dc.publisherThe University of Arizona.en_US
dc.rightsCopyright © is held by the author. Digital access to this material is made possible by the University Libraries, University of Arizona. Further transmission, reproduction or presentation (such as public display or performance) of protected items is prohibited except with permission of the author.en_US
dc.description.abstractObjectives: To determine the association of systolic blood pressure (SBP) and medication to renal function over time in a cohort of hypertensive veterans. Three research questions were addressed. What is the relationship between GFR and SBP in all veterans? In normotensive veterans, what is the relationship between developing hypertension and GFR? In veterans with a hypertension diagnosis, what is the relationship between controlled SBP, anti-hypertensive medications and GFR? Methods: Data were obtained from Southern Arizona Veterans' Affairs Health Care System from January 1, 2000 through December 31, 2006. Inclusion criteria consisted of veterans ≥ 21 and < 90 years of age with at least two SBP measurements and two serum creatinine measurements at least 90 days apart. Analyses were performed using a generalized linear mixed model to address serial correlation. Blood pressure, age, sex, race/ethnicity membership, diabetes, proteinuria, and risk factors for renal failure were examined. First, all eligible veterans’ GFR was modeled over seven years. Second, an inception cohort was formed with veterans who developed hypertension over the study period. Third, veterans with a hypertension ICD-9 formed time-varying controlled/uncontrolled hypertension groups. Medication categories examined in the hypertension groups included angiotensin converting enzyme inhibitor(ACE), betablocker( BB), calcium channel blocker(CCB) monotherapy, or combinations of ACE, BB, and CCB. Results: A total of 39,948 veterans were eligible for the first analysis. There were 3,036 who developed hypertension compared to 8,856 who did not in the second analysis. The third analysis consisted of 25,819 subjects: 12,411 with controlled, 13,406 with uncontrolled SBP. In each analysis, there were first-order interactions between blood pressure*age, and blood pressure*time, making interpretation of the results dependant upon these variables. Overall, GFR decreased over time, increasing blood pressure, and increasing age. ACE, BB, CCB use was associated with higher GFR (1.7, 95% CI 1.4-2.1; 1.0, 95% CI 0.7-1.4; and 0.8, 95% CI 0.3-1.3 ml/minute/1.73m², respectively). Conclusions: These analyses identified significant decrease in GFR over time. The effect of blood pressure on GFR was dependent upon time and age. Persons with controlled BP taking antihypertensive therapy had higher GFR than those taking no medication suggesting that antihypertensive medication use preserves kidney function.en_US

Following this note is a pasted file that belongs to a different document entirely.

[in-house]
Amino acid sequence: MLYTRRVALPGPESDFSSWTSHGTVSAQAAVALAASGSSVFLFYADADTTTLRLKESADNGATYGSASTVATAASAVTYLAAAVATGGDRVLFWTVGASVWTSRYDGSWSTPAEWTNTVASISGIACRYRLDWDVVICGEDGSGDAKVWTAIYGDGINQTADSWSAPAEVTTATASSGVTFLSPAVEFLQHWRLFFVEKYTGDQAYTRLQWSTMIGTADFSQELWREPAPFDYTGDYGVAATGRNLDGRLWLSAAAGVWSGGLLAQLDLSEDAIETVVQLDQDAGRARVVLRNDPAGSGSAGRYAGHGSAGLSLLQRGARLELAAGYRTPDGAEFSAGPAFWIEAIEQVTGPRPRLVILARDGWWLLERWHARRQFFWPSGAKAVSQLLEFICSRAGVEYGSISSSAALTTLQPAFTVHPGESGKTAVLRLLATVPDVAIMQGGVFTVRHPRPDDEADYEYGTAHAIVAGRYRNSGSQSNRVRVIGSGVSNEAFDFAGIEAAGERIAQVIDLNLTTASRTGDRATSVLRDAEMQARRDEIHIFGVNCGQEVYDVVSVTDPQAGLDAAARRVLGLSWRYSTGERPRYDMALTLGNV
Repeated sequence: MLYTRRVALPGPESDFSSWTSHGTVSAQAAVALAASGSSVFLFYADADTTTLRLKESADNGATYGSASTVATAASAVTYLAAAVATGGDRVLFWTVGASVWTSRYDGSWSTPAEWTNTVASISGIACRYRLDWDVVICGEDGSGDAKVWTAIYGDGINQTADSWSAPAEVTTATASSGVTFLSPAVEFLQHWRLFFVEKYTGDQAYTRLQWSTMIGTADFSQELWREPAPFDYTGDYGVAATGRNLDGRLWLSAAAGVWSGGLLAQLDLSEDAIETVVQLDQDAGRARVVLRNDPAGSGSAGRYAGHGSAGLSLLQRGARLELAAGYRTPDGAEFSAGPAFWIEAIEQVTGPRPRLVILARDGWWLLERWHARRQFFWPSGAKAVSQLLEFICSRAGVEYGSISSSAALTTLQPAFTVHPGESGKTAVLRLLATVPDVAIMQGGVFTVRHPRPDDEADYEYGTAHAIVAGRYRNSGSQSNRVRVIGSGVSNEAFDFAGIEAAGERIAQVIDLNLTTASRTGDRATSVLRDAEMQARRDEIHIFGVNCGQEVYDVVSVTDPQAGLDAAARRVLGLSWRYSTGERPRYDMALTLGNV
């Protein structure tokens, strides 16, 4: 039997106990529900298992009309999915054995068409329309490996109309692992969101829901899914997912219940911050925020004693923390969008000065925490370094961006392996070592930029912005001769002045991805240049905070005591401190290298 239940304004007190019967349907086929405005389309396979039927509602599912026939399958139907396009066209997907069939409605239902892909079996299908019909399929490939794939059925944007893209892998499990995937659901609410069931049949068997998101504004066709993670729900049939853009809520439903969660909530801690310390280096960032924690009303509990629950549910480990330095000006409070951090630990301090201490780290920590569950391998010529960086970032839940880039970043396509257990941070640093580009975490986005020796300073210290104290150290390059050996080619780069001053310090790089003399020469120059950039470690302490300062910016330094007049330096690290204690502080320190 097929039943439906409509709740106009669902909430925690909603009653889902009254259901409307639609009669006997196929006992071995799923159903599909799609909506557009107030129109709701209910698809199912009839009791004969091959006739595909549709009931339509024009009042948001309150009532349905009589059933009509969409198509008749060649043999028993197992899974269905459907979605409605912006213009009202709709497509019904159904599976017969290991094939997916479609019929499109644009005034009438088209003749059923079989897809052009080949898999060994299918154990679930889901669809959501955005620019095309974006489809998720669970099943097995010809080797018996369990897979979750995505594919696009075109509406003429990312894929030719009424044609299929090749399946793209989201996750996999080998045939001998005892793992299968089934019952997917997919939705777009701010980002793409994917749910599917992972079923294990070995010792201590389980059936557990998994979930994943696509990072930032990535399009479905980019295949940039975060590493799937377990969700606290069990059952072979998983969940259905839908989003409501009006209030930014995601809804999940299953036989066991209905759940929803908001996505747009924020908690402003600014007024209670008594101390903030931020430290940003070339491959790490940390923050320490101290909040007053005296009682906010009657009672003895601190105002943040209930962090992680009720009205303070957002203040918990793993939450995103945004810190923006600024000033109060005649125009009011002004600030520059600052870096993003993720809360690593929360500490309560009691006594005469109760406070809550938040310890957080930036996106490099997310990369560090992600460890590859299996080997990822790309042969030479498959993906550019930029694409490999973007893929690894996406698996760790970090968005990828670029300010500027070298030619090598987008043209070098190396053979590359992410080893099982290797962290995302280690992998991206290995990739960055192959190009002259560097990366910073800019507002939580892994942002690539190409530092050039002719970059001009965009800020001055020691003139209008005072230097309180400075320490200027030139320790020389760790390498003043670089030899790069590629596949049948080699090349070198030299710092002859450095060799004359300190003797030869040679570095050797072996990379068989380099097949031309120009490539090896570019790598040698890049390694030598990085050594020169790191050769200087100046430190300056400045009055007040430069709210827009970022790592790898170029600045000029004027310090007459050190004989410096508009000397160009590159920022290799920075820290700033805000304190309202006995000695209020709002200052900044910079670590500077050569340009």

dc.typetexten_US
dc.typeElectronic Dissertationen_US
thesis.degree.namePh.D.en_US
thesis.degree.leveldoctoralen_US
thesis.degree.disciplinePharmaceutical Sciencesen_US
thesis.degree.disciplineGraduate Collegeen_US
thesis.degree.grantorUniversity of Arizonaen_US
dc.contributor.chairMalone, Daniel C.en_US
dc.contributor.committeememberArmstrong, Edward P.en_US
dc.contributor.committeememberSkrepnek, Grant H.en_US
dc.contributor.committeememberMohler, M. Janeen_US
dc.contributor.committeememberRanger-Moore, J.en_US
dc.identifier.proquest2652en_US